Eleanor Friedberger has been one of our favorite singers for the better part of a decade. As new artists and trends rise and fall, she's become a fixture of the Brooklyn music scene through strong songwriting and a distinctive voice. Both with her brother Matthew in The Fiery Furnaces, or her most recent solo work, her singing is subtle but sweet, veering from slight amusement to non-severe melancholy. Her excellent new album, Personal Record, has been a strong summer favorite. Tonight, she finishes her U.S. tour for the album at the Music Hall of Williamsburg. The triumphant air of the hometown show will be boosted by the premier of a short film made for one of the record's standout tracks, "She's a Mirror."
We chatted with Eleanor on the road as she neared the east coast, talking about the record, all the country music she's been listening to on tour, and the satisfaction that comes from people knowing what the hell you are playing.
Finishing a tour and going right to your own bed seems really nice, right?
Eleanor Friedberger: Yeah, it’s amazing. I can’t remember the last time I ended a tour in New York. We usually start there. It’s great to have the satisfying finish line. And I live just like 5 minutes away.
Are you still in Greenpoint? Is it the same place you’ve lived for years?
No, but I’ve lived within the same six bock radius for about 13 years.
I think I remember a few years back you riding around the neighborhood on sort of an old-timey bicycle...
Old-timey? I mean I have a Schwinn that was my uncle’s.
Well, it wasn’t one of those huge front wheel bikes from the 1900’s...
I’m not a steam-punker!
I’ve been listening to the new record as it’s been getting hotter. And whether it’s the tempo or the sounds on it, it’s been really refreshing. Did you think of it as a summer record when you were making it?
I think it’s a happy accident. Originally I’d hoped it’d come out several months earlier. I’m gonna give credit to the producer, Eric [Broucek]. I don’t think he gets enough credit. He’s a terrific mixer. What could fall into a retro-sounding category doesn’t. I think it sounds very modern. He really put a great sheen over everything. It sounds fresh and shiny and contemporary in a way that mixes so well with the analog instruments that we’re using.
I read an interview where you were talking about trying to back away from being really really intricately detailed in your lyrics.
Well not place names and proper nouns that were so pervasive in Fiery Furnaces or my first solo album, at least.
Right, but it still seems more richly detailed to me than your average pop song on the radio?
Well, more descriptive, you know?
Do you think that level of detail in music, the specificity, do you ever think that it distances a listener from a song?
Not for me. I mean, I listen to the words. A friend of mine made me some great mix CDs for this tour, all country songs. So I’ve been listening to Kris Kristofferson and Johnny Cash. They are so detailed and so funny. It’s very inspiring. You don’t hear that in rock music too much.
I don’t want to say that music is secondary, because it’s not. Although it’s literally secondary in terms of when I write a song, the lyrics come first. But to me it’s just always more about getting a story or an emotion across, than it is about creating a mood with the music. Hopefully they complement each other. But it is about the words first.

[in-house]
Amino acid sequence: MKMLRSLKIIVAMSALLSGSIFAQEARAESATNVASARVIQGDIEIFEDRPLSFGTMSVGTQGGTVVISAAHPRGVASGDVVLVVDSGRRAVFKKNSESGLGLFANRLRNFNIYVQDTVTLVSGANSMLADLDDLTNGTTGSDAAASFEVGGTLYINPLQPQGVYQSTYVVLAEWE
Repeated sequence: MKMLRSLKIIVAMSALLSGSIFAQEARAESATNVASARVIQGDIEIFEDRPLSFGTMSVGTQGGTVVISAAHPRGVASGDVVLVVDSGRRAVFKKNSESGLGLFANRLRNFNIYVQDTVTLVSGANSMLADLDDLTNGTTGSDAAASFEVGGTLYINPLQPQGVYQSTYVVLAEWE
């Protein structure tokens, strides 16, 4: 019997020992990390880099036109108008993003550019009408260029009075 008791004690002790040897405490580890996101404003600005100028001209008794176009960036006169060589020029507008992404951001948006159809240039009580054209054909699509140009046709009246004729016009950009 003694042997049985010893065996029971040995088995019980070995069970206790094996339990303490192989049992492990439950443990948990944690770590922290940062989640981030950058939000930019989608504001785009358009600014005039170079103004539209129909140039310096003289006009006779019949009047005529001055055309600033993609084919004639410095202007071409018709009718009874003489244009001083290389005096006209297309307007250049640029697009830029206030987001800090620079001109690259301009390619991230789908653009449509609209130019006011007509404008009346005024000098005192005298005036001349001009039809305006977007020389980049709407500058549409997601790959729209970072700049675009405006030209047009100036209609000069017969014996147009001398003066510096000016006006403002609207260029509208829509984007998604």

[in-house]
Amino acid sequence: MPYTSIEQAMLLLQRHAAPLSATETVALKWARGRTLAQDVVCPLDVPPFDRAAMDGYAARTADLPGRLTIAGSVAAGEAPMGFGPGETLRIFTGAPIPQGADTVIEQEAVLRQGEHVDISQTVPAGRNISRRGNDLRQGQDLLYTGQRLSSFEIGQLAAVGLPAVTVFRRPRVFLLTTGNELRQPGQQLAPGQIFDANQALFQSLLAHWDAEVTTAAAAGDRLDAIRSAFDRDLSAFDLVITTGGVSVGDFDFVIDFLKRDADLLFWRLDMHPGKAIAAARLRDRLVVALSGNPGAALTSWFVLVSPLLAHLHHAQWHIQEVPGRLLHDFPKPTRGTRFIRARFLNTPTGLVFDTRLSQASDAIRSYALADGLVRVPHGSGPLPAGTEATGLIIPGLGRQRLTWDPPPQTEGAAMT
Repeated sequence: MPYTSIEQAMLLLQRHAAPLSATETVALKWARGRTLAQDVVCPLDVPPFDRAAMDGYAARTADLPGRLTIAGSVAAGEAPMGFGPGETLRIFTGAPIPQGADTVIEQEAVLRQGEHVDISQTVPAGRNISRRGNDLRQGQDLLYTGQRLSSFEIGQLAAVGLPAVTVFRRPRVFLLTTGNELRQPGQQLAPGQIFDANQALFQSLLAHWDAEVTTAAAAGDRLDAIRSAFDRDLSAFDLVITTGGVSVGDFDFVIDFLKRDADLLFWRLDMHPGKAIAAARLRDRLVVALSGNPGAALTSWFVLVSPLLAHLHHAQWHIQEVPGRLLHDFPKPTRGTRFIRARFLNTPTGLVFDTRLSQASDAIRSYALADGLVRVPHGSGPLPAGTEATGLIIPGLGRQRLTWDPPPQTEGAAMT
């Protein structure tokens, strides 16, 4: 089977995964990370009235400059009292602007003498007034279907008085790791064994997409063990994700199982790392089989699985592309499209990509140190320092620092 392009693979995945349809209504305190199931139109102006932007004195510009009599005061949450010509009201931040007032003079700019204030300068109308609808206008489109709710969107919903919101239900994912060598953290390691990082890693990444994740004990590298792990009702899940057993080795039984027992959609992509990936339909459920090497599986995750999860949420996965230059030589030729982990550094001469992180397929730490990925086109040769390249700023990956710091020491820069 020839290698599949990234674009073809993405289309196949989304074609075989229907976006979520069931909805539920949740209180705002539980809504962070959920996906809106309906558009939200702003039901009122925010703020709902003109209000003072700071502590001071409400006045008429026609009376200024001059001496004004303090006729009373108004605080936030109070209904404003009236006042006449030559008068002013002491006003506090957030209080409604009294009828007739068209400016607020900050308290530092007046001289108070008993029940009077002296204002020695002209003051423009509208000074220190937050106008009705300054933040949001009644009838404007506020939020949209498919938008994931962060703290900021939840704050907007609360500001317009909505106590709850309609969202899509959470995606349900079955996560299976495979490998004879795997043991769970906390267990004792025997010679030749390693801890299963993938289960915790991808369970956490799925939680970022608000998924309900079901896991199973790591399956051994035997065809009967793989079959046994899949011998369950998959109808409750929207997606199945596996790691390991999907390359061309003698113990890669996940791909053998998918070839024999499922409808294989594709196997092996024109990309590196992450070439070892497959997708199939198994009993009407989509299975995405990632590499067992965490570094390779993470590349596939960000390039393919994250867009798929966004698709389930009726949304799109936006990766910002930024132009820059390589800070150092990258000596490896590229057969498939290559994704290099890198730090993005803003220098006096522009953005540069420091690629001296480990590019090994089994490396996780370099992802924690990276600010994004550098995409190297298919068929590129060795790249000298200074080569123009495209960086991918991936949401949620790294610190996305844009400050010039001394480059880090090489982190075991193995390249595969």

Was your last record, Last Summer, literally a more personal record than Personal Record?
I’ve always written songs that were true, whether specifically about me or about other people, or something someone has said to me. So in that way, it’s a little bit less personal. But no, it’s all personal. You know?
There are a lot of great rhymes on the record. Does that come easy to you?
Nothing comes easy. It’s sitting down and figuring it out. But I think that’s another reason the record is so special, because of the rhymes.
Is landing on a perfect rhyming couplet something that gives you a particular sense of satisfaction?
The last record I was more about stream of consciousness, and I wanted the words to sound good coming out of my mouth. But this one’s more about, I hate to say...they’re not poems, they’re lyrics, but I wanted them to stand alone on the page than the last album, which in some ways is a lot of gibberish. It just sounds good.
“When I Knew” is a really great song about friendship. Why do you think that songwriters gravitate so much more to romance than songs about friendship? They’re sort of equally universal.
I don't know if that’s true. Again, I listened to all these country songs yesterday, so that’s on my mind. In country music people sing of course about romance, but also about friendship. I think it’s just an easy thing to fall back on. There are more interesting ways to talk about relationships than just, “she broke my heart.” I don’t know the answer, it’s just part of the long tradition of rock music. Guys sing about that to get the girls.
I know that in the past with Fiery Furnaces and even the first record, there was a lot of reworking material live. Has this tour been more about trying to capture the sound of the record?
Yes. I hope that doesn’t sound dull, but I’ve never really done that before. It’s really satisfying to get to hear all those keyboard parts that I haven’t heard for a couple of years.
Is the feeling different?
Well, it doesn’t sound exactly the same. Everyone playing didn’t play on the album, so that’s different. Some tempos are different. But the arrangements are pretty true to the album arrangements. It’s just something I haven’t done before. To me it is exciting. To get some faster recognition from the audience is satisfying after playing in a band for so song long where people don’t know what the hell you are playing.